Human Sperm Bioassay for Reprotoxicity Testing in Embryo Culture Media: Some Practical Considerations in Reducing the Assay Time
Human sperm assay (HSA) is a preferred in house quality control and proficiency test (PT) practiced in fertility laboratories. HSA is performed over varying durations, apparently without following set criteria. To better understand the assay time required for reprotoxicity testing in embryo culture media, we compared American-Association-of-Bioanalysts-(AAB-) administered HSA data to our own assay performed using PT samples obtained from AAB. Participating laboratories were required to culture sperm for 48 hours to determine media acceptability. Conclusions drawn from 48- and 24-hour observations were the same, suggesting that HSA could identify reprotoxic media in less time than required by AAB. Our assay revealed that changes in motility grade in adulterated media are significantly different from those in control media. Furthermore, grade changes can be identified earlier than differences in motility loss between samples. Analyzing motility and motility quality together provides a method for establishing an optimal time for HSA.
Quality control (QC) is an essential component of a successful human in vitro fertilization (IVF) program. The success of IVF depends critically on the quality of the products used in the laboratory procedures. The reprotoxicity testing of reagents, media, and consumables utilized in the fertility laboratory is therefore essential [1–4]. Accordingly, numerous bioassays have emerged over time for evaluating procedural quality [5–8].
Among these bioassays, the human sperm assay (HSA) has been an integral part of IVF since its inception. Edwards and Steptoe, the 2 pioneers of human IVF, utilized HSA for testing the suitability of the solutions and materials used in the first successful IVF pregnancy in the world [1, 9]. The sperm assay allowed them to detect factors that adversely affected the growth of human embryos in vitro, thus offering an opportunity for optimizing the embryo culture conditions [1, 8, 9]. Subsequently, many other assays have been developed utilizing mouse embryos, hamster sperm, ovarian cells, cumulus cells, and so forth, in evaluating the quality of the embryo culture procedures [6–11]. HSA, however, remains one of the preferred QC methods in fertility laboratories where it is routinely used as an in house QC test and also as an externally administered proficiency test (PT).
Review of the HSA literature indicates that human sperm bioassays are being performed over varying durations of time [3, 12–14]. Alvarez proposed 4 hours for the sperm stress test, while in regular sperm bioassays, assay times of 24 to 96 hours have been used [15–20]. The American Association of Bioanalysts (AAB), the largest PT provider for fertility laboratories in USA, chose an assay time of 48 hours for identifying the quality of the embryo culture media [3, 20–22]. It is possible that if an assay is extended beyond the required time, its sensitivity and specificity can be compromised [10, 12, 17, 23–25].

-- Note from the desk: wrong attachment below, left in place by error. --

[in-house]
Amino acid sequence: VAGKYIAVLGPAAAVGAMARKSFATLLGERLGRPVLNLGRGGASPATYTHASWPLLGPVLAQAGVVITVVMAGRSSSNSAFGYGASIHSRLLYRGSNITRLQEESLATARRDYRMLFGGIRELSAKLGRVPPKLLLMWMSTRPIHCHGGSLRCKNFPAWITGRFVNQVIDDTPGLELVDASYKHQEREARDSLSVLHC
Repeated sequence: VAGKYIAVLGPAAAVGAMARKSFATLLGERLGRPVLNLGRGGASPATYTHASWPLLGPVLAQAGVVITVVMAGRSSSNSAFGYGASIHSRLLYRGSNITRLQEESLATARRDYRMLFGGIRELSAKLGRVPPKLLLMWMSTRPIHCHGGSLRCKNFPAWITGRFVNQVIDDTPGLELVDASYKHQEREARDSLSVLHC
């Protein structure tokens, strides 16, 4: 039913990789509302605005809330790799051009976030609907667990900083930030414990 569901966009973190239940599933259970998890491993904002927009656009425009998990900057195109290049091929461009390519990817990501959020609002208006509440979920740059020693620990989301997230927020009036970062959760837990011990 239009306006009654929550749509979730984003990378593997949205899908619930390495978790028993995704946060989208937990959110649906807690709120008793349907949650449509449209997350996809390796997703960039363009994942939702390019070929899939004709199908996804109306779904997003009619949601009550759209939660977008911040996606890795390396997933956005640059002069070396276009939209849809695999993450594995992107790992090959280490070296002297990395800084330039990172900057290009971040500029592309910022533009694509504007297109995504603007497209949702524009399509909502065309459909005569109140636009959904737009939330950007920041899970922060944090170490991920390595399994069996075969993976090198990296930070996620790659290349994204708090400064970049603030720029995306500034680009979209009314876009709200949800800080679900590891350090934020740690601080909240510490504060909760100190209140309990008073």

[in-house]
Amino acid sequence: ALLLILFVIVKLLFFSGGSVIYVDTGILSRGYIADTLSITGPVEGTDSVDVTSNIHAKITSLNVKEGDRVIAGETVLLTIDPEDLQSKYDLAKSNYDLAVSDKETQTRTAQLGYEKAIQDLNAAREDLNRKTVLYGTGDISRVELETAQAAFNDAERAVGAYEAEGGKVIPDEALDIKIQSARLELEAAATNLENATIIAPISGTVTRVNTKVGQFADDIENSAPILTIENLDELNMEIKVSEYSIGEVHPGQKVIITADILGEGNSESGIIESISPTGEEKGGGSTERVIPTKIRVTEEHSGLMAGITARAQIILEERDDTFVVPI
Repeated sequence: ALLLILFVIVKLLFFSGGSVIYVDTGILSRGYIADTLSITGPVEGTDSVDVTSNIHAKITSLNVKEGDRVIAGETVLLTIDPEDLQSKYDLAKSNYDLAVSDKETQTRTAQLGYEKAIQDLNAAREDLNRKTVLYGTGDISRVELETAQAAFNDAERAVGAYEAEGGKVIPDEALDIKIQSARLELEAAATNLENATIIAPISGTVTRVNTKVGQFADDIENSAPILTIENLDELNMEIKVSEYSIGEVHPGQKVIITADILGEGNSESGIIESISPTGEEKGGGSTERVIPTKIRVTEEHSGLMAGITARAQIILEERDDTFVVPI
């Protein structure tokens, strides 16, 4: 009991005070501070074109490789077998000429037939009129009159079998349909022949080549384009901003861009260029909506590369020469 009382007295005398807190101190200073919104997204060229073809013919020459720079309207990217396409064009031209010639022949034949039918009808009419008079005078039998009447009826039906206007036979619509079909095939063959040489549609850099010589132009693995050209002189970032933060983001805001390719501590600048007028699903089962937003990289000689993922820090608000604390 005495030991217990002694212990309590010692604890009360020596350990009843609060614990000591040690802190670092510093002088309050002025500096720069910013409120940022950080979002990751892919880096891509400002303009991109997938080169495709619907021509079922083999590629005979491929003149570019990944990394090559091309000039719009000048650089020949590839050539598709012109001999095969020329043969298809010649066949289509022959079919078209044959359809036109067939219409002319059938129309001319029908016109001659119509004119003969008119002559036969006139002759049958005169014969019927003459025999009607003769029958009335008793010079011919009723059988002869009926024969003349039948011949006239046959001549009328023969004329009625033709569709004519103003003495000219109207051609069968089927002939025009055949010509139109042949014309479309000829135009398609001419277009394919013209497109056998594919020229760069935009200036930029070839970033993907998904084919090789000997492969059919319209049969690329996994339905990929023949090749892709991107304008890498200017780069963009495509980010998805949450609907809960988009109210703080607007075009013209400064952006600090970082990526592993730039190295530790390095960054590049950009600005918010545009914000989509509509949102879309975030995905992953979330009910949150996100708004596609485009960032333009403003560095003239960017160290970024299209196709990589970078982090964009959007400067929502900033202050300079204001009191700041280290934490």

In this study, we explored AAB-administered PT to develop a better understanding of the time required for HSA in AAB-set culture conditions. The AAB provides participating laboratories with 2 media samples in each PT event. The quality of one media is intentionally made poorer than that of the other. The laboratories are required to perform HSA for 48 hours to identify the media as being of acceptable (MAQ) or unacceptable (MUQ) quality. The purpose of this PT is for fertility laboratories to develop the skills needed for evaluating the quality of their own media to be used in IVF procedures. The AAB has been administering this PT for more than 10 years. We evaluated the AAB-compiled HSA data for the past 2 years and also performed our own assay using a set of AAB-provided PT samples. We are able to demonstrate that the assay time for HSA utilized in AAB PTs is lengthy, and that evaluation of the motility grade, along with the motility, enhances the efficiency of the assay, therefore helping to optimize the assay time.
2. Materials and Methods
2.1. AAB-Administered PT Data on HSA
The data of AAB-conducted PT for determining the suitability of culture media utilizing HSA was used (data from AAB: http://www.aab-pts.org/) [20, 21]. The PT score represented human sperm survival in the 2 culture media, labeled embryo culture 1 (EC1) and embryo culture 2 (EC2), in each PT event of year 2008 and 2009. There was a total of 4 events (, and ), in each of which EC1 and EC2 were identified either as MAQ or MUQ by performing HSA.
More than 130 fertility laboratories across the United States participated in the AAB-administered PT. The participating laboratories recorded sperm motility as an indicator of sperm survival in EC1 and EC2 at 0, 24, and 48 hours in order to reveal the differences in their quality. The methods used in AAB-administered HSA fall under 2 categories: sperm culture with and without oil overlay. The laboratories were also required to culture sperm with and without protein supplementation.